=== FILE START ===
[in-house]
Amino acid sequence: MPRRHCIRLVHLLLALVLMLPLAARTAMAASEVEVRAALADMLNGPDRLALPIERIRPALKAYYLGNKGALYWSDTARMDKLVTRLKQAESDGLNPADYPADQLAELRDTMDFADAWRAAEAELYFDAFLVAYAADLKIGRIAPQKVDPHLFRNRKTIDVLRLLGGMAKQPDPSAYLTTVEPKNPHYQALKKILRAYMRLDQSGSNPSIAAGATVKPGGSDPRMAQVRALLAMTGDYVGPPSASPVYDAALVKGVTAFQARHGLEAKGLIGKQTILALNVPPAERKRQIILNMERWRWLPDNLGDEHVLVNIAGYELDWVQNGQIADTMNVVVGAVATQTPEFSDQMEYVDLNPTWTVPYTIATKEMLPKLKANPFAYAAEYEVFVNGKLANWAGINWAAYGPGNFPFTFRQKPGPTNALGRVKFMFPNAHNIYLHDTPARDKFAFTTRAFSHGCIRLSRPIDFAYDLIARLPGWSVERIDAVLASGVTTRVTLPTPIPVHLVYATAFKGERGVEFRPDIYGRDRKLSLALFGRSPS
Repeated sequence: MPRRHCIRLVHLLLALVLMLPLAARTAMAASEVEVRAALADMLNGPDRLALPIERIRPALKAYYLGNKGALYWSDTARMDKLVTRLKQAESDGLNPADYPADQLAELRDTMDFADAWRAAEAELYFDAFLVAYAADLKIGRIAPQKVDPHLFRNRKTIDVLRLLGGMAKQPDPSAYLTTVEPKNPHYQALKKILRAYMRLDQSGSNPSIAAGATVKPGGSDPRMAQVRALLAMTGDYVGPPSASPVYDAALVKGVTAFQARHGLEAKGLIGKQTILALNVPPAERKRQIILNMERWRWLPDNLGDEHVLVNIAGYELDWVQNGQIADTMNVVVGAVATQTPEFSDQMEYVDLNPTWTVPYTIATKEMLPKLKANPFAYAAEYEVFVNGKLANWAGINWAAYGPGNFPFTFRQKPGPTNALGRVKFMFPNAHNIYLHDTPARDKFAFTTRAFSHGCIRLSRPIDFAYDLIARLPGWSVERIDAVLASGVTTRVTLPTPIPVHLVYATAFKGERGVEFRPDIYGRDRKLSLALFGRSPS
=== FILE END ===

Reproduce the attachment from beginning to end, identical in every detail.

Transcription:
[in-house]
Amino acid sequence: MPRRHCIRLVHLLLALVLMLPLAARTAMAASEVEVRAALADMLNGPDRLALPIERIRPALKAYYLGNKGALYWSDTARMDKLVTRLKQAESDGLNPADYPADQLAELRDTMDFADAWRAAEAELYFDAFLVAYAADLKIGRIAPQKVDPHLFRNRKTIDVLRLLGGMAKQPDPSAYLTTVEPKNPHYQALKKILRAYMRLDQSGSNPSIAAGATVKPGGSDPRMAQVRALLAMTGDYVGPPSASPVYDAALVKGVTAFQARHGLEAKGLIGKQTILALNVPPAERKRQIILNMERWRWLPDNLGDEHVLVNIAGYELDWVQNGQIADTMNVVVGAVATQTPEFSDQMEYVDLNPTWTVPYTIATKEMLPKLKANPFAYAAEYEVFVNGKLANWAGINWAAYGPGNFPFTFRQKPGPTNALGRVKFMFPNAHNIYLHDTPARDKFAFTTRAFSHGCIRLSRPIDFAYDLIARLPGWSVERIDAVLASGVTTRVTLPTPIPVHLVYATAFKGERGVEFRPDIYGRDRKLSLALFGRSPS
Repeated sequence: MPRRHCIRLVHLLLALVLMLPLAARTAMAASEVEVRAALADMLNGPDRLALPIERIRPALKAYYLGNKGALYWSDTARMDKLVTRLKQAESDGLNPADYPADQLAELRDTMDFADAWRAAEAELYFDAFLVAYAADLKIGRIAPQKVDPHLFRNRKTIDVLRLLGGMAKQPDPSAYLTTVEPKNPHYQALKKILRAYMRLDQSGSNPSIAAGATVKPGGSDPRMAQVRALLAMTGDYVGPPSASPVYDAALVKGVTAFQARHGLEAKGLIGKQTILALNVPPAERKRQIILNMERWRWLPDNLGDEHVLVNIAGYELDWVQNGQIADTMNVVVGAVATQTPEFSDQMEYVDLNPTWTVPYTIATKEMLPKLKANPFAYAAEYEVFVNGKLANWAGINWAAYGPGNFPFTFRQKPGPTNALGRVKFMFPNAHNIYLHDTPARDKFAFTTRAFSHGCIRLSRPIDFAYDLIARLPGWSVERIDAVLASGVTTRVTLPTPIPVHLVYATAFKGERGVEFRPDIYGRDRKLSLALFGRSPS